Student Loan Guarantors Useless, Wasteful:
Should Disappear

By: Alan Collinge
December 9th, 2006

 

I’m having trouble getting my head around what a student loan guarantor is. Can you help?

Federally guaranteed student loans are confusing. First there is the university, who prepares financial aid packages for the students, comprising a mysterious mix of grants, loans, scholarships, and the like. By the time most students get through digesting their aid packages, their minds are usually sufficiently numbed to a state where they will sign anything.

Then there is the lender, like Sallie Mae or Nelnet. They magically appear as the student’s head is still a bit swimmy, and conveniently produce loan documents for the student to sign. Don’t have a pen? Use theirs! (pen thrust into student’s face).

This is where the student loan guarantor creeps in. Snuck into the loan documents is a “guarantee fee”, usually 1% of the total balance. Most presume that this fee pays the guarantor (these loans are federally guaranteed) to do what a guarantor does: Guarantee the loan against default.

Ok. This sounds reasonable- Kind of “nickel and dimey”- but such is life. So, the guarantor is part of the federal government that guarantees the loan. Right?

Wrong. Guarantors are not part of the federal government. They are usually non-profit (and I use that term extremely loosely here) corporations that have ambiguous (at best) mission statements. Here’s one for instance. This is a non-profit guarantor called Edfund, out of California:

“…EDFUND is dedicated to maximizing
benefits to borrowers by being the premier
service provider in the student loan industry.”

Here’s another. This is the Northwest Education Loan Association (NELA):

“…Northwest Education Loan Association (NELA)is a not-for-profit guaranty agency that works in partnership with schools, banks and other lending institutions to help students continue their education”

Ok… now I’m really confused…so guarantors “maximize benefits to borrowers”, and “help students continue their education”. How do they achieve this? Do they actually guarantee the loans? Is that 1% fee for guaranteeing the loans, or helping students to maximize benefits (whatever that means)?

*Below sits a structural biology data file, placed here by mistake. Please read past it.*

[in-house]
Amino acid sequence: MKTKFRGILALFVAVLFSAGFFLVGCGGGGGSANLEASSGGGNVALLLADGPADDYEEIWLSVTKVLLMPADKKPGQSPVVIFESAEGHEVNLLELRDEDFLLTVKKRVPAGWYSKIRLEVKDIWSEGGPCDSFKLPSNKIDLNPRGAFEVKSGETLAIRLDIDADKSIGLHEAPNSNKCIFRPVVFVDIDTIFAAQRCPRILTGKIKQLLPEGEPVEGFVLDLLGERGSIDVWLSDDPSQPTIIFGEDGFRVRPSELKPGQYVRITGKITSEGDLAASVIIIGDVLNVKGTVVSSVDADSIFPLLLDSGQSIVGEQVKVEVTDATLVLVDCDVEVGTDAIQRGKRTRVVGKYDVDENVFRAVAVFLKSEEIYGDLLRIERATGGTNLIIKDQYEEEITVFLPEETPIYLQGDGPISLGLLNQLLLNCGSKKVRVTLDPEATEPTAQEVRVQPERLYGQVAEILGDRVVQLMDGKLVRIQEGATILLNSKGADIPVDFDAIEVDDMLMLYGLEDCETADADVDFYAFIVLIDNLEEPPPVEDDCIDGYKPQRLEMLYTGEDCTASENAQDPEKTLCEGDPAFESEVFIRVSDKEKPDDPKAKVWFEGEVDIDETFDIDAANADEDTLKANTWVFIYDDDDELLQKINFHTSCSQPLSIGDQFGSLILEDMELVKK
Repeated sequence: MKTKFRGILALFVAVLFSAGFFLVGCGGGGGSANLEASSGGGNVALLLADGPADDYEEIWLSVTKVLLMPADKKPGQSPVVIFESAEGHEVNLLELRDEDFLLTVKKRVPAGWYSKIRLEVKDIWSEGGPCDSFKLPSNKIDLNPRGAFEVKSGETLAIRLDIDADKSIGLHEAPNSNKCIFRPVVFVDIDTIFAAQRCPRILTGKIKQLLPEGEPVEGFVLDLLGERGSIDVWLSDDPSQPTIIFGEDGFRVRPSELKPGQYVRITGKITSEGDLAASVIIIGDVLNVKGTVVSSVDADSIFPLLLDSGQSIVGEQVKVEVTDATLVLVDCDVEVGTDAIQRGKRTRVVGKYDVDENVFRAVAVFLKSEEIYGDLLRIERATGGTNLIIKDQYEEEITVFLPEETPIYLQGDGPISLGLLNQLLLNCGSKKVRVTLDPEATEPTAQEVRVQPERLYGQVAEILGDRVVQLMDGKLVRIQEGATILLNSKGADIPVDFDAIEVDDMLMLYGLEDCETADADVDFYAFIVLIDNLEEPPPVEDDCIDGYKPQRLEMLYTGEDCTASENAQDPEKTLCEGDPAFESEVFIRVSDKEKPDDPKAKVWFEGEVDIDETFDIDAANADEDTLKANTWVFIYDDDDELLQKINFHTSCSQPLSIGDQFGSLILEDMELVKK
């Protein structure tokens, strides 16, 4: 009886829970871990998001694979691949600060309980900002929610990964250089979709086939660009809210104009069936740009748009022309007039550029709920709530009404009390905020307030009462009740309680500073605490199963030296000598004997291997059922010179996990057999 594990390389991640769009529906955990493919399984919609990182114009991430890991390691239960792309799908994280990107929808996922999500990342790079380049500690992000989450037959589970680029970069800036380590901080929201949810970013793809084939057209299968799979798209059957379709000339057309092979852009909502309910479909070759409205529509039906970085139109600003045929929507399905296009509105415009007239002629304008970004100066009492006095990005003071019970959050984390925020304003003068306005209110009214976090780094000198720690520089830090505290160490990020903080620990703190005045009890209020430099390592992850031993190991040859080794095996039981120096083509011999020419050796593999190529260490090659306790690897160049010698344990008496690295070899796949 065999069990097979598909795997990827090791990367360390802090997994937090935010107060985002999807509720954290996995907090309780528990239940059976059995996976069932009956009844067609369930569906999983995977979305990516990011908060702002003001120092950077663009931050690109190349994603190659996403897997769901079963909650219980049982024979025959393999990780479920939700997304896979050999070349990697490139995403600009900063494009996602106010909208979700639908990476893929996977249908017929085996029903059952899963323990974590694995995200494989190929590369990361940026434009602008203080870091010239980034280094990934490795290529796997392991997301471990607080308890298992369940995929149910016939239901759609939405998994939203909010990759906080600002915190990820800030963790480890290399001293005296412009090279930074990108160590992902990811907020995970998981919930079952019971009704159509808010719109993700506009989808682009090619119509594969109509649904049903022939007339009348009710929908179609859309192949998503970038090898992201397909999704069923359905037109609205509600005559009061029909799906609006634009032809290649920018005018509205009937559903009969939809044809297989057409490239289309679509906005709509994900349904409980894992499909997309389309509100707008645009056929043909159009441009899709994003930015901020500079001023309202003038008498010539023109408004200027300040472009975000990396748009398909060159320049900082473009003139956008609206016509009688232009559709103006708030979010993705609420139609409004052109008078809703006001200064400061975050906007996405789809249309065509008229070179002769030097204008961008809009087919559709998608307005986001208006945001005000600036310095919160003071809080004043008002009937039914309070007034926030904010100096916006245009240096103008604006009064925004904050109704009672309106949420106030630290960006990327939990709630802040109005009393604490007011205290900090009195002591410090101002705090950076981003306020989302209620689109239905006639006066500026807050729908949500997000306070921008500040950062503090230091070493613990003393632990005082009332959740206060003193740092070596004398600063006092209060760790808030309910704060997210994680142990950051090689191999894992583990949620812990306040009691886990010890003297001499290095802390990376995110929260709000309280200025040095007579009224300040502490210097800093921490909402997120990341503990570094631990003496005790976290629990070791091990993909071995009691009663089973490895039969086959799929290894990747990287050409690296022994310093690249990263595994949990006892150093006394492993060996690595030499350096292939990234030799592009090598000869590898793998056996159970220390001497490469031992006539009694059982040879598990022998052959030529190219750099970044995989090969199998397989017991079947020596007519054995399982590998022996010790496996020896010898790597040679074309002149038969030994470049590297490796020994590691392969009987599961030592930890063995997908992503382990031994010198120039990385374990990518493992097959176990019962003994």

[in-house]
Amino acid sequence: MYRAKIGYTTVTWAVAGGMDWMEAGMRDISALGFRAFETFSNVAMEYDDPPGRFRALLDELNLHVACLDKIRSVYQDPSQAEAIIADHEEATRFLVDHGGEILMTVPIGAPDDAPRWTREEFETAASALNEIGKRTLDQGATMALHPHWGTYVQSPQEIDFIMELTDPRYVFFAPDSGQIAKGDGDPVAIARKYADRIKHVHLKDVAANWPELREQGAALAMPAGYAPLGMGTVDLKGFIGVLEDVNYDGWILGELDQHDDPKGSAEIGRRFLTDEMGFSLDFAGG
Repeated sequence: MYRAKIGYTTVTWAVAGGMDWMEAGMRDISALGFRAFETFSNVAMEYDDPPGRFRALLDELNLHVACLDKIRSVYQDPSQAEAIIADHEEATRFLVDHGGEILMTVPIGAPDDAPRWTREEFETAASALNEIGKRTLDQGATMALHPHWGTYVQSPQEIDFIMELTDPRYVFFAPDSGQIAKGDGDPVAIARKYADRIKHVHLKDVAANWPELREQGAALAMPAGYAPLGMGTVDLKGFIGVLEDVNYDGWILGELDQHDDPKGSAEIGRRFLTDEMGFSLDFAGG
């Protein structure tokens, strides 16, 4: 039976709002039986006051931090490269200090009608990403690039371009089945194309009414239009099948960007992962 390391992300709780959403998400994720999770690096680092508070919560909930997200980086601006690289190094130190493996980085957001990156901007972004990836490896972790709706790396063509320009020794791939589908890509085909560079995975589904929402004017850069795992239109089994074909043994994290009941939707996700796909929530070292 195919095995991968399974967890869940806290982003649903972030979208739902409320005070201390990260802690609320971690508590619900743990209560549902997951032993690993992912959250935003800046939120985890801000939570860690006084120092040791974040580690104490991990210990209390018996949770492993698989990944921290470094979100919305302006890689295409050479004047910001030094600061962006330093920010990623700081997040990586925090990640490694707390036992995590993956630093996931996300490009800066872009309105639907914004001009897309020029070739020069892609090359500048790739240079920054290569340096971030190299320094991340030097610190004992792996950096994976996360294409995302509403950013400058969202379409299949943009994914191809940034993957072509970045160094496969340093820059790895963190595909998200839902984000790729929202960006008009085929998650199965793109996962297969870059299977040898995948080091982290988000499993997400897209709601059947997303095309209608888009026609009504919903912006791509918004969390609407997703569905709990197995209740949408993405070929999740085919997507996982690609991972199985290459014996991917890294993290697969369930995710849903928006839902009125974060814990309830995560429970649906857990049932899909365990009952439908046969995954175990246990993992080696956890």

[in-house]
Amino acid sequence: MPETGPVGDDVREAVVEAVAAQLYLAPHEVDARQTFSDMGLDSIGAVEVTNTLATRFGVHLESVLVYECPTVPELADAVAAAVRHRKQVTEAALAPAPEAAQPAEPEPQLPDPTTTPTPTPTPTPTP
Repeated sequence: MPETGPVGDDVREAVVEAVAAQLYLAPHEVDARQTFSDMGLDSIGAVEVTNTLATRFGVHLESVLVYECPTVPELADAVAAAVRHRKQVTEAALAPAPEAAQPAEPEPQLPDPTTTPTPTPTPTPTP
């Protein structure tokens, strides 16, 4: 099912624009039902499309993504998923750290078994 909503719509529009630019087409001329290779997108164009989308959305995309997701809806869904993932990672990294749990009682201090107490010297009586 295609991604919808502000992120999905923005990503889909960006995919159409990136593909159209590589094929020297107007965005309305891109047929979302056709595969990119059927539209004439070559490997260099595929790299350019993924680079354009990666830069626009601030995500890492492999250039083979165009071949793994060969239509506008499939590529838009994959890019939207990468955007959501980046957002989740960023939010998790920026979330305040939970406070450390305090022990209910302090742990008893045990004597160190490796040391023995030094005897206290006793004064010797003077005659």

Well, let’s look at what guarantors actually do: They take defaulted loans, increase the balance by more than 20%, and begin demanding payment from the borrowers. They garnish wages, income tax returns, and can (and do) increase the interest on the loan. They offer “loan rehabilitation” programs that force a debtor to agree to the higher amount being demanded of them, and after 12 months of repayments on these higher rates, the loan can be sold (with additional fees, of course) to a new lender (often the same lender as before). The 1% fee is just the price of admission, if you will, that the borrower pays to allow the guarantor to perform these actions to their loan when they run into financial trouble.

Are you purposely trying to confuse me?! I thought they guaranteed the loan against default. All I’m hearing is that they take a default loan, pile more debt on top of it, and strongarm the borrower into paying the vastly inflated amount! How the hell does that "maximize benefits", and "help students"? And what does that have to do with guaranteeing a loan? And quit stonewalling me- Do they actually guarantee the freaking loan or not?!

While technically, the guarantor does pay the lender the book value of the defaulted loan, the true guarantor of the loan- the entity that ultimately pays for the loan if the borrower is unable to- is the federal government.

What I think I’m hearing is that guarantors are nothing more than a middleman, and that all they do is hurt-rather than help- students by adding huge costs to the loan, and further burying the borrower in debt who couldn’t afford the loan in the first place, and that ultimately, the federal government is the true guarantor. If this is true, than why the hell do they even exist? Did Congress really make this happen?!

That’s what I said.

www.studentloanjustice.org